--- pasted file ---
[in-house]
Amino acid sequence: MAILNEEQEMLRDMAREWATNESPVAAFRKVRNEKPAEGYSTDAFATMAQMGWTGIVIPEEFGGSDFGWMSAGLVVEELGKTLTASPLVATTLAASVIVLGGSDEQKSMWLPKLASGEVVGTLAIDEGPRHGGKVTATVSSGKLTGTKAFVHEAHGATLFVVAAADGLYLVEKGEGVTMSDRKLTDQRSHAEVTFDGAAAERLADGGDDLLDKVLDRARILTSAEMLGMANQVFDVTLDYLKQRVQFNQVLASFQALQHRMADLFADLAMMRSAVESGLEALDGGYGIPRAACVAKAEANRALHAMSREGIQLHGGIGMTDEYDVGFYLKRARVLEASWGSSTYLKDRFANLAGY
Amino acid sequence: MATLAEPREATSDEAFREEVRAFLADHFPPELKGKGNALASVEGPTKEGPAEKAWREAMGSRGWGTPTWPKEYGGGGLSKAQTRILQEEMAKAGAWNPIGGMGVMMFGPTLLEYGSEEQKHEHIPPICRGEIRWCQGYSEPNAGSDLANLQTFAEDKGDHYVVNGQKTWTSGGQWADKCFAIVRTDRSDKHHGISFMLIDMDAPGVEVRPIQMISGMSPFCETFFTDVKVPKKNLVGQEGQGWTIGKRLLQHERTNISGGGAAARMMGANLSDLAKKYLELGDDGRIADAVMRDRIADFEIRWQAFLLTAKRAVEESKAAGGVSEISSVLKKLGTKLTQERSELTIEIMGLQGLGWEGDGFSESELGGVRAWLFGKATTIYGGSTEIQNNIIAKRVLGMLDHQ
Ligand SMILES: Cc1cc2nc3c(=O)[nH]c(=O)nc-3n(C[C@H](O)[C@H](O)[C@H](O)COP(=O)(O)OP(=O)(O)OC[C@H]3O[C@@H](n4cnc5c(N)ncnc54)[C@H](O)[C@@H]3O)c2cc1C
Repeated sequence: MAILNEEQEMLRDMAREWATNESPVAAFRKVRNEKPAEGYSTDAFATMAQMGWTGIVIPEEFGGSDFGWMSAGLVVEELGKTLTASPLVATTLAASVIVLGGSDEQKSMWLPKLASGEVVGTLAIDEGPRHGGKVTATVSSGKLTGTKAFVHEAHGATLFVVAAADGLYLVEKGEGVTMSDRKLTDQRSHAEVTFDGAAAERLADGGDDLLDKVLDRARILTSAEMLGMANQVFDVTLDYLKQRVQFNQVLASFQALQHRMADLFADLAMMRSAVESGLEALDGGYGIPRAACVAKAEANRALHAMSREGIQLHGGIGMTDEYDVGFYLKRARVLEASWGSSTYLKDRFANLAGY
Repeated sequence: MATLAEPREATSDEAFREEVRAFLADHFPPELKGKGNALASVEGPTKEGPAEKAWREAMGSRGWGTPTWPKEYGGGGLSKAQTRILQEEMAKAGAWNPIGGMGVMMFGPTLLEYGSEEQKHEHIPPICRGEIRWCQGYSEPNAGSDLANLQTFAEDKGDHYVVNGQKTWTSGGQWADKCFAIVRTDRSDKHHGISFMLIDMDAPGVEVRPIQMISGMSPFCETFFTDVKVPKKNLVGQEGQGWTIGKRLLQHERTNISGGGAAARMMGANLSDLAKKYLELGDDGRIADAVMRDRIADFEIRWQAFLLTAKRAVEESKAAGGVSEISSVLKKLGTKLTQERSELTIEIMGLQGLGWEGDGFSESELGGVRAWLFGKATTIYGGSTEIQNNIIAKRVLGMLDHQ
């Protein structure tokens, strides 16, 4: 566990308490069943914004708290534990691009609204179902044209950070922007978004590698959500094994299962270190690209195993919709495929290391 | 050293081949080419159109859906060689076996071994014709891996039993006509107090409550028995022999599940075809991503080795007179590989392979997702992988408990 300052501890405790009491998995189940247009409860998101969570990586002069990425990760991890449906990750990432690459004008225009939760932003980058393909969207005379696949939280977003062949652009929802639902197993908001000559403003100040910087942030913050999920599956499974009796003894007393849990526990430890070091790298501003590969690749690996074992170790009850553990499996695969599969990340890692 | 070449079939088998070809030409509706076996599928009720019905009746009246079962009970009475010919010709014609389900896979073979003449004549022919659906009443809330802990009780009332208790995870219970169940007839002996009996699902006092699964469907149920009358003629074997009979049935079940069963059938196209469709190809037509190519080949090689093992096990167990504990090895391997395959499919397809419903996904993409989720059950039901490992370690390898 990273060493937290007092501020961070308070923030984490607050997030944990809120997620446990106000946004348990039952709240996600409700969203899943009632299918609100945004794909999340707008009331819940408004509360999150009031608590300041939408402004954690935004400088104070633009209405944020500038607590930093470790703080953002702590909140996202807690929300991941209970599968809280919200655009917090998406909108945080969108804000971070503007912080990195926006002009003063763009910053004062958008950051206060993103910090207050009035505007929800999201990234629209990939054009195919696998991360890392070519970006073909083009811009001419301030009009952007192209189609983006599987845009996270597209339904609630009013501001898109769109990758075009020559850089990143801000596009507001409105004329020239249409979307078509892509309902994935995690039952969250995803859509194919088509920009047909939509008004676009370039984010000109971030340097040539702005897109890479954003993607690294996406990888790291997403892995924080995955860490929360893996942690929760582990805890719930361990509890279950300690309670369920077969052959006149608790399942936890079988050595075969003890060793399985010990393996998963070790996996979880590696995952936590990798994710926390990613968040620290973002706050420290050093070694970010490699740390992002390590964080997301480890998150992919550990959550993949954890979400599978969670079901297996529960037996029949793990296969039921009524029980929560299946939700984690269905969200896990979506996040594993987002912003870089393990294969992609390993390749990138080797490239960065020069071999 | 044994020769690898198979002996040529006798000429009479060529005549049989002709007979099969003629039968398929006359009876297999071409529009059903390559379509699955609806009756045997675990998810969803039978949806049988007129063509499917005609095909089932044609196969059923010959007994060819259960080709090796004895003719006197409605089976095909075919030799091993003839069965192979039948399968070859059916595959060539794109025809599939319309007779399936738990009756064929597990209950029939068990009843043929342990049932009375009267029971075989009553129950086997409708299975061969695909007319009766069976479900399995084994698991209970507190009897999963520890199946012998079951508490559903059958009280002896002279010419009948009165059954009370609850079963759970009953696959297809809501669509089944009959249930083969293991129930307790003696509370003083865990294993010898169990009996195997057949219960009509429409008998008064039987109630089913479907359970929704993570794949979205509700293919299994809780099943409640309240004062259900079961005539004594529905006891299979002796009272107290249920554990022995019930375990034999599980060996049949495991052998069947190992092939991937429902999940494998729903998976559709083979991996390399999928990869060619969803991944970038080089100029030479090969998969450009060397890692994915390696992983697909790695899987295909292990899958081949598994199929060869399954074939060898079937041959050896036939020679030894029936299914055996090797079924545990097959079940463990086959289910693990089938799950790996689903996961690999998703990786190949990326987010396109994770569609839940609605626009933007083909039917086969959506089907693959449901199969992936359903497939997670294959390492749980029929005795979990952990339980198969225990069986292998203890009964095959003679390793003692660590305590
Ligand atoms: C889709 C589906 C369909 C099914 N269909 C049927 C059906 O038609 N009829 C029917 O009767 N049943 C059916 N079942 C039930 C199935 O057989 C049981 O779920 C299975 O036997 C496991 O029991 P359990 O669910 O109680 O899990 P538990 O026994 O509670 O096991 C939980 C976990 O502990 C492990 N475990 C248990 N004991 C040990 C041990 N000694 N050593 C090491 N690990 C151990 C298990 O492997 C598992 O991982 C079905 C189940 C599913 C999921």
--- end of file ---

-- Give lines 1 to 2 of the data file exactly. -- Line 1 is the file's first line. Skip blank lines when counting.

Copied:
[in-house]
Amino acid sequence: MAILNEEQEMLRDMAREWATNESPVAAFRKVRNEKPAEGYSTDAFATMAQMGWTGIVIPEEFGGSDFGWMSAGLVVEELGKTLTASPLVATTLAASVIVLGGSDEQKSMWLPKLASGEVVGTLAIDEGPRHGGKVTATVSSGKLTGTKAFVHEAHGATLFVVAAADGLYLVEKGEGVTMSDRKLTDQRSHAEVTFDGAAAERLADGGDDLLDKVLDRARILTSAEMLGMANQVFDVTLDYLKQRVQFNQVLASFQALQHRMADLFADLAMMRSAVESGLEALDGGYGIPRAACVAKAEANRALHAMSREGIQLHGGIGMTDEYDVGFYLKRARVLEASWGSSTYLKDRFANLAGY